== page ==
I will be here for two years.
I am spending 30% of my time at Nuestra and 70% of my time at The Neighborhood Developers.
My cell number is 210-394-5534.
Land acquisition, asset management and affordable housing are not often discussed with transparency. I have witnessed cultural preservation and public art exist as after thoughts in development efforts. If there is an environmental sustainability strategy then affordability is at risk. If there is accessible public transportation and adjacent public space then land values are increased. OppCo’s work to develop capacity, reduce costs and celebrate placemaking is inspiring. OppCo’s commitment to construction efficiency, healthier and better neighborhoods while promoting/working for greater equality gives me hope for the development of Chelsea.
For most of my architectural career I have designed and realized single family residences. I work to understand how families and individuals want to live in their spaces. Projects range from 1,200 to 10,000 sq. ft. and consist of new construction projects, additions and renovations. OppCo’s plan calls on the fellow to standardize specs and test concepts. Material use and construction techniques vary by region. I have found that talking to sub contractors and consultants about techniques and supplier trends is paramount in planning for cost reductions. I have been working in the construction administration phase of projects for over 6 years. My days consist of negotiations affected by building industry shifts. The environmental properties, lead time, availability and cost of an item specified before a project groundbreaking can change by the time a submittal for that item is sent for approval. As a fellow I would be committed to finding the right balance of resident needs, site specific design and efficiency of construction.
The love I have for my current city, San Antonio, is strong but my desire to discover how organizations in other parts of the country are diversifying real estate production and advancing placemaking is resolute. My multi-faceted experiences have brought me to a transitional point in my career. I am reading about OppCo’s projects and dreaming of a future where I can contribute to and learn from the city of Chelsea. Thank you for your commitment to residents, their futures, and for considering my application to support your objectives.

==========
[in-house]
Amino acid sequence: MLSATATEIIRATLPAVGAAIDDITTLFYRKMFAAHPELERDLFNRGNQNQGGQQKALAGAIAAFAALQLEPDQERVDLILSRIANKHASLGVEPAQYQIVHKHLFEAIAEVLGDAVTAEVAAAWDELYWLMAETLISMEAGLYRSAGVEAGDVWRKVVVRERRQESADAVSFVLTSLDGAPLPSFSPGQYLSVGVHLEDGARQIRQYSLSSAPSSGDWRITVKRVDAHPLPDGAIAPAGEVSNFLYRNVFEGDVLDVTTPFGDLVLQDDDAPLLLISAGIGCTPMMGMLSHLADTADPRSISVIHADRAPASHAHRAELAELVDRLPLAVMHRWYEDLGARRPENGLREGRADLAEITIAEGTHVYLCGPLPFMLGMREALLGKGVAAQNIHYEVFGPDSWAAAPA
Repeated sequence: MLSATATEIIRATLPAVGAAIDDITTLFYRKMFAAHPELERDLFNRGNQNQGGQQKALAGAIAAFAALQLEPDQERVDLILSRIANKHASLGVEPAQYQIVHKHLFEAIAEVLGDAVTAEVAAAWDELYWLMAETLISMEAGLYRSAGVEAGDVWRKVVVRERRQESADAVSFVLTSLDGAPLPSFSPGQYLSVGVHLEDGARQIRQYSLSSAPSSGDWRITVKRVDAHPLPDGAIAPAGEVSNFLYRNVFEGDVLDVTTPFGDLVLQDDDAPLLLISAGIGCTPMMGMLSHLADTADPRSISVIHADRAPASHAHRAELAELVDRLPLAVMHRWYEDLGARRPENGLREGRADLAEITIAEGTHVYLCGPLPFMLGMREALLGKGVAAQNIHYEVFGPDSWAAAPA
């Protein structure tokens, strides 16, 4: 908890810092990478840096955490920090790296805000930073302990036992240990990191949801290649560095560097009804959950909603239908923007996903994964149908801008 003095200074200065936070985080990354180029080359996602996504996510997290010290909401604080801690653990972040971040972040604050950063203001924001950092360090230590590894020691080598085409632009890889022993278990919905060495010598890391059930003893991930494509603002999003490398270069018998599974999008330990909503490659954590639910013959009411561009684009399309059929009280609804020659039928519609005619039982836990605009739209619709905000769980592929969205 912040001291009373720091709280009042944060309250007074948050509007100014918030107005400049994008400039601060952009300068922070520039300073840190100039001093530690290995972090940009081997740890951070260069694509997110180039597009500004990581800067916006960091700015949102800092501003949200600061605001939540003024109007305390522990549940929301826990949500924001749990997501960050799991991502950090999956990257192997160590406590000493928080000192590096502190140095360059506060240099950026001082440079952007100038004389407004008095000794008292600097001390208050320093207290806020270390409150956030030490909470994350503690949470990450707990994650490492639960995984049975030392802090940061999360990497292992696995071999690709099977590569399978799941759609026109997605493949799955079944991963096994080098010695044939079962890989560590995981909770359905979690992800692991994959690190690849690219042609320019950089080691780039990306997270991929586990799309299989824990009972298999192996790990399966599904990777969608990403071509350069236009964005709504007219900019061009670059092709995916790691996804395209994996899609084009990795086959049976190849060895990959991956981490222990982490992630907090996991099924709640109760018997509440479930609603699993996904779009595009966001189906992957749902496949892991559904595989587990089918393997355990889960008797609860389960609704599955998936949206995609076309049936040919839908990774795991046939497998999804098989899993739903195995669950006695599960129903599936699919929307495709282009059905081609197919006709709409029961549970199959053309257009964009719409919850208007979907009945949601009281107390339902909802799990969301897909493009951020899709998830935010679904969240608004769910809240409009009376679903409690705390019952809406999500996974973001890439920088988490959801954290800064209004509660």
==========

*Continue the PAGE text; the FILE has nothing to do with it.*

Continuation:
I became interested in architecture when the San Antonio Housing Authority developed new units near my middle school. Several of my classmates experienced what I now understand as pride for their new homes. There was value in the way their new spaces made them feel. I graduated from college in 2010 and I waited tables and worked in retail in Chicago.
My first architectural job was designing and overseeing the construction of single family residences in a historic and affluent neighborhood in San Antonio. I financially and professionally was not in a position to be selective about the projects I was assigned. I gained experience in producing quality work, helped manage budgets and met highly specific design requests. The projects won design awards but I struggled to reconcile the use of resources to impact a single family with financial means and generational wealth. I decided to diversify the use of my skills after work and on weekends. This manifested in public space workshop facilitation, non-profit volunteering, commission commitments and board of directors appointments. Some of these roles have led to projects, initiatives, and partnerships. I find the time for these efforts because the impacts are greater and the needs are more urgent. I want to contribute to spaces that instill pride and dignity.
I believe in what the Rose Fellowship prioritizes and formalizes. I am eager to learn.
The Enterprise Rose Fellowship is the premiere opportunity to build a career in public-interest design. The fellowship brings innovative designers and artists to CDCs with the goal of integrating creative place-making and community development to benefit low-income communities. Embedding community-focused artists and architects as staff in host organizations across the country builds the capacity of community developers to leverage art, culture, creativity and design to advance their missions and improve the lives of residents.
Collectively, the Enterprise family of companies makes up a proven and powerful national social enterprise that improves communities and people’s lives by investing in well-designed homes that are affordable. We reinvest our earnings directly back into building opportunity by bringing together the nationwide know-how, partners, policy leadership and investments to multiply the impact of local affordable housing development. Over more than 35 years, Enterprise has created 585,000 homes, invested more than $43 billion and touched millions of lives.